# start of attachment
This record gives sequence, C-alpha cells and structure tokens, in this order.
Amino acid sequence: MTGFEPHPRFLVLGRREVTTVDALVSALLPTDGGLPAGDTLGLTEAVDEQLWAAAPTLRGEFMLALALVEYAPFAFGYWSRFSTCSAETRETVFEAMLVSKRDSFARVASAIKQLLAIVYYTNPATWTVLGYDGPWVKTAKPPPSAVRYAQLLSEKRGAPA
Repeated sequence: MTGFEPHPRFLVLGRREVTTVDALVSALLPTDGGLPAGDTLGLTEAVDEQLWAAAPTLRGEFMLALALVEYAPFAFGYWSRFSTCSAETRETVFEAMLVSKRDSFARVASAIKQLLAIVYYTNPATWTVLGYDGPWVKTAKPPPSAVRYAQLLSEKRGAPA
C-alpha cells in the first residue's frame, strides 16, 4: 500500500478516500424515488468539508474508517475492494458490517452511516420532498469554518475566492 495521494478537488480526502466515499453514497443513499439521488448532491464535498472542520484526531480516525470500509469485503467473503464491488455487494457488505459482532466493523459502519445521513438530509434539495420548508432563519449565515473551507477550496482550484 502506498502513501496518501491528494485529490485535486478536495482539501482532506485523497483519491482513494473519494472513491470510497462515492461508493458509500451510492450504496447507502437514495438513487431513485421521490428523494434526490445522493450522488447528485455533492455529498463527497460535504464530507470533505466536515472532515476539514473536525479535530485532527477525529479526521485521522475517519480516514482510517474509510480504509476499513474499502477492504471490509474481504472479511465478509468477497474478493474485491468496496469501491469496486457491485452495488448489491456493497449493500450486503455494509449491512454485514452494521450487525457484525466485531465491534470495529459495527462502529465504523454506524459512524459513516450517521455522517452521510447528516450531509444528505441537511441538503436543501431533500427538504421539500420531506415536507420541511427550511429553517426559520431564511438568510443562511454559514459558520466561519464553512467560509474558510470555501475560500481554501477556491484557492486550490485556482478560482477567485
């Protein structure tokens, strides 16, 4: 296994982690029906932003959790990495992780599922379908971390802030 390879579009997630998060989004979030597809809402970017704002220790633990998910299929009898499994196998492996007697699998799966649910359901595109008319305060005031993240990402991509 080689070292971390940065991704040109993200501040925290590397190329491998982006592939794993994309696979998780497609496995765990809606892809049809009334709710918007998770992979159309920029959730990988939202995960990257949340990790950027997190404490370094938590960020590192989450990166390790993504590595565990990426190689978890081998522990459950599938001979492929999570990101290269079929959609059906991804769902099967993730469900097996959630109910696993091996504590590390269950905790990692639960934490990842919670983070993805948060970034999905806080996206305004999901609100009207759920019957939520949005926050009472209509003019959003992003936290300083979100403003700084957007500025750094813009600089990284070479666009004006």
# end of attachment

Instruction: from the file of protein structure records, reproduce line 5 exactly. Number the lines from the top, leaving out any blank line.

């Protein structure tokens, strides 16, 4: 296994982690029906932003959790990495992780599922379908971390802030 390879579009997630998060989004979030597809809402970017704002220790633990998910299929009898499994196998492996007697699998799966649910359901595109008319305060005031993240990402991509 080689070292971390940065991704040109993200501040925290590397190329491998982006592939794993994309696979998780497609496995765990809606892809049809009334709710918007998770992979159309920029959730990988939202995960990257949340990790950027997190404490370094938590960020590192989450990166390790993504590595565990990426190689978890081998522990459950599938001979492929999570990101290269079929959609059906991804769902099967993730469900097996959630109910696993091996504590590390269950905790990692639960934490990842919670983070993805948060970034999905806080996206305004999901609100009207759920019957939520949005926050009472209509003019959003992003936290300083979100403003700084957007500025750094813009600089990284070479666009004006």